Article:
While Great Britain team captain Leon Smith was quoted in the British press early Sunday, following his nation’s 2-1 loss to Spain in the semifinals, as saying “It’s been extremely intense playing back-to-back-days,” earlier in the week, his American counterpart had a different outlook.

“I think you’ve got to look at it as a whole, look at the big picture,” said U.S. team captain Mardy Fish at the beginning of the week before his team split its two group ties, losing to Canada and winning over Italy. “It feels different, a little different, sure, but the bones are there. They playing for your country is there, and the team part is there, and it’s always special putting on the flag and putting on the jacket.”

After the last ball was struck, there were five players – Nadal (5-0), Andrey Rublev of Russia (4-0), Kyle Edmund of Great Britain (3-0), Djokovic from Serbia (3-0) and Alex de Minaur from Australia (3-0) – who won three or more singles matches. When Serbia fell 2-1 to Russia in Friday’s quarterfinal round, it signaled the end of a “golden generation” for the former war-torn Yugoslavian nation with the retirement of Janko Tipsarevic, who played on Serbia’s 2010 Davis Cup championship team, along with Djokovic and Viktor Troicki.

“I would lie if I say if I didn’t think about the potential end of my professional career would happen in Davis Cup,” said Tipsarevic during an emotional team press conference. “It’s never a good time to retire, but if I could choose the moment, this would be the moment.”

Now, no longer will there be a bright spotlight focused on just two nations – although Sunday evening’s finale between the Spanish Armada and upstart Canada – a lovable team that was carried all week long by the 20-year-old Shapovalov and the recently-returned No. 150 Vasek Pospisil, who won three singles and two doubles matches earlier in the tournament – was both dramatic and entertaining. But, let’s face it: a neutral venue cannot replicate what fans have experienced in the past. However, thanks to the success of the host nation, the stands were filled to capacity each time Spain competed, and they cheered loudly for the universally-beloved Nadal and the rest of their Spanish heroes.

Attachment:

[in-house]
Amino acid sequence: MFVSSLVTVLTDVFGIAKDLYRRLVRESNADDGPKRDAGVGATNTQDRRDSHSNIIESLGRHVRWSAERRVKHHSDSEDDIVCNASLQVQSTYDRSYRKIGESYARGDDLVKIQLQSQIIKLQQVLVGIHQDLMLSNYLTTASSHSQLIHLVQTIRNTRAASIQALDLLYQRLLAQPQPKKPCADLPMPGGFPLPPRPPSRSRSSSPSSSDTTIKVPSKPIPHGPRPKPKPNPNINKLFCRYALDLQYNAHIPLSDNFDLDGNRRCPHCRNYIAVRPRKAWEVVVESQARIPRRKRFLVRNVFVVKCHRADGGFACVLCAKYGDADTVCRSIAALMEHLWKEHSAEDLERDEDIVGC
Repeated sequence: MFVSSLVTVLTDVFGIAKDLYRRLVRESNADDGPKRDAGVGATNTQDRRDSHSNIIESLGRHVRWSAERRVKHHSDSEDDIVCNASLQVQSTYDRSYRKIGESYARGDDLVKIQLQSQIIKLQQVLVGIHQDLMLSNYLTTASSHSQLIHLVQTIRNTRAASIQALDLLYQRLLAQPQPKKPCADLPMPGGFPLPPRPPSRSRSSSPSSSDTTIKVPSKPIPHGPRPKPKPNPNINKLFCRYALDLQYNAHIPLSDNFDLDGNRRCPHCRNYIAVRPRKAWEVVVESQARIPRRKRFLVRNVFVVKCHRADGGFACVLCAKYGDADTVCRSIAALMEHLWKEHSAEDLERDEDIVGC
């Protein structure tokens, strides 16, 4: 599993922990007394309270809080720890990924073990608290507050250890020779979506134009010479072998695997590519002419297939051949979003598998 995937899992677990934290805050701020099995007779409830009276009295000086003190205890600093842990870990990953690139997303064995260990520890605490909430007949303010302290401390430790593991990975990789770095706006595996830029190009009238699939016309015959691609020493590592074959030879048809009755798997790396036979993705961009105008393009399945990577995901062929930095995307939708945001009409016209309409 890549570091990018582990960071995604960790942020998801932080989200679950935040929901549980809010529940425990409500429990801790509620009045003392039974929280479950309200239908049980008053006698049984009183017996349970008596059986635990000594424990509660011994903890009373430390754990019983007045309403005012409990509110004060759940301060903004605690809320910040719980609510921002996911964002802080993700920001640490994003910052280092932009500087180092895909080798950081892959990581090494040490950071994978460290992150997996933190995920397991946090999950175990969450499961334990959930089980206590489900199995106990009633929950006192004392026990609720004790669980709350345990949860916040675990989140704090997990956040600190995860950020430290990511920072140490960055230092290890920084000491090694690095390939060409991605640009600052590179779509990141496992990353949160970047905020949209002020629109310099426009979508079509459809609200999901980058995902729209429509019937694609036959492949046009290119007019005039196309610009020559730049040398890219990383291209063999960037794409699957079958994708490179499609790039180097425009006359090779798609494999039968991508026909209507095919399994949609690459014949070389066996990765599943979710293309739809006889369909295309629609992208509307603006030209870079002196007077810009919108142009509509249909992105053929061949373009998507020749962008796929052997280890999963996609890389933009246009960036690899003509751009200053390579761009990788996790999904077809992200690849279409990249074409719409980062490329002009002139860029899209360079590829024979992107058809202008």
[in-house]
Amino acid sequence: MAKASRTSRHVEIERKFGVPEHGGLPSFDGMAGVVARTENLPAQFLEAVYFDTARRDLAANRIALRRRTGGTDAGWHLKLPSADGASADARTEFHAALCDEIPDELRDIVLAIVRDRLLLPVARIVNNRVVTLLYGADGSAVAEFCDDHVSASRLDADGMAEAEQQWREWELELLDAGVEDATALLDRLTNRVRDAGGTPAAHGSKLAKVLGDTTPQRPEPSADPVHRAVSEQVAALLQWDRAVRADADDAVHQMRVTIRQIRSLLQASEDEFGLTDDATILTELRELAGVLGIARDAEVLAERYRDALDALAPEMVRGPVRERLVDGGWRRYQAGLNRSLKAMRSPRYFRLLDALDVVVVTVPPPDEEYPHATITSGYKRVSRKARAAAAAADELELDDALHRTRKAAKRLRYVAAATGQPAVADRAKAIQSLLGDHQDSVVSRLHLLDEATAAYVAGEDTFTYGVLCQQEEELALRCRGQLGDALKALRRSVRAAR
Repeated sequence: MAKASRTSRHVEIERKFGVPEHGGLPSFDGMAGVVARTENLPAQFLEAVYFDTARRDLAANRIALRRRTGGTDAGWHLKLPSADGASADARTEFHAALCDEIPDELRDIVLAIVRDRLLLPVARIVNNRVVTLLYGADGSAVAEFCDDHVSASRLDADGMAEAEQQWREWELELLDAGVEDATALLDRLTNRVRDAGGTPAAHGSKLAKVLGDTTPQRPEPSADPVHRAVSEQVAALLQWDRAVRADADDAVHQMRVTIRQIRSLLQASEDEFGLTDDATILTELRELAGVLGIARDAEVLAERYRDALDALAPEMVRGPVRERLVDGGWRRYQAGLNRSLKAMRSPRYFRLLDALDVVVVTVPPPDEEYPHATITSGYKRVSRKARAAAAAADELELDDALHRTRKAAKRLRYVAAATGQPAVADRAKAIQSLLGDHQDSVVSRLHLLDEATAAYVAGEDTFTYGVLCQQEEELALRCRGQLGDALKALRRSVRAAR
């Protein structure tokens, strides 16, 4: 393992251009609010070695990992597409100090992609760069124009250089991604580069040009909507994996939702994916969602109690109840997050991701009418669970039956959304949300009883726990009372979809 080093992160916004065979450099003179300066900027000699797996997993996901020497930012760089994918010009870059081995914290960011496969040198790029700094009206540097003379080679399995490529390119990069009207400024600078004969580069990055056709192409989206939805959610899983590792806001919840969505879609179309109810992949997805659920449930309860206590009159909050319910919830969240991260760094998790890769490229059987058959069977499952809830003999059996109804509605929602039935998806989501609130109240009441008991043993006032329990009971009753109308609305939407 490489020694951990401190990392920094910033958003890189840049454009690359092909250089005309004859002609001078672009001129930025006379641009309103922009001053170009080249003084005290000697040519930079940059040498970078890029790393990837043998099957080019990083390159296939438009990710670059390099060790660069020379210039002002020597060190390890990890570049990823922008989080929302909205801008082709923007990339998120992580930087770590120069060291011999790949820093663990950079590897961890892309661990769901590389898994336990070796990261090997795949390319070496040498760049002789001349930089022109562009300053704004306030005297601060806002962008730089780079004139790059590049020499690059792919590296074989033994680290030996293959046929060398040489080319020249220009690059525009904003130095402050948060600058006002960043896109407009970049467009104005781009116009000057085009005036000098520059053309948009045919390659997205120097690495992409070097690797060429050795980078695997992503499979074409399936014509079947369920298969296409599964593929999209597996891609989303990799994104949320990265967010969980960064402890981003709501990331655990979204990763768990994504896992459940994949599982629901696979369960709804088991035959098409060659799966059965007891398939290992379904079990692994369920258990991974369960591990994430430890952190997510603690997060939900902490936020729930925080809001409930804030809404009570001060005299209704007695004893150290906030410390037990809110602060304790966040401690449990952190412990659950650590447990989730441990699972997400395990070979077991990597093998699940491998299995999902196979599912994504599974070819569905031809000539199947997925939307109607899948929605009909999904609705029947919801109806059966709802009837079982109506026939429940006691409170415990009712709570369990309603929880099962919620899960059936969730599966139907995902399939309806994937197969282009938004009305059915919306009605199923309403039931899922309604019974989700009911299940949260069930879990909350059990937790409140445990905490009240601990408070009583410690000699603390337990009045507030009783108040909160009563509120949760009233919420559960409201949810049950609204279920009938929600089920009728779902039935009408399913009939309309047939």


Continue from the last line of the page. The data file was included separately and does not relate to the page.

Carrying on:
“Rafa is a super hero,” said Feliciano Lopez, who teamed with Nadal to clinch Spain’s place in the final with a dramatic doubles win over Great Britain, then assumed the role of cheerleader on Sunday. “Last night and today again he does things the rest of us just don’t do.”

Indeed, Nadal’s career continues to be one filled with intense, superhuman efforts. As the Davis Cup week unfolded, he said, “the competition is dramatic, and with this new format, even more.” While it may be too early to tell if changing the Davis Cup format becomes beneficial for the sport in the long run, on the court, one can’t imagine better tennis than this.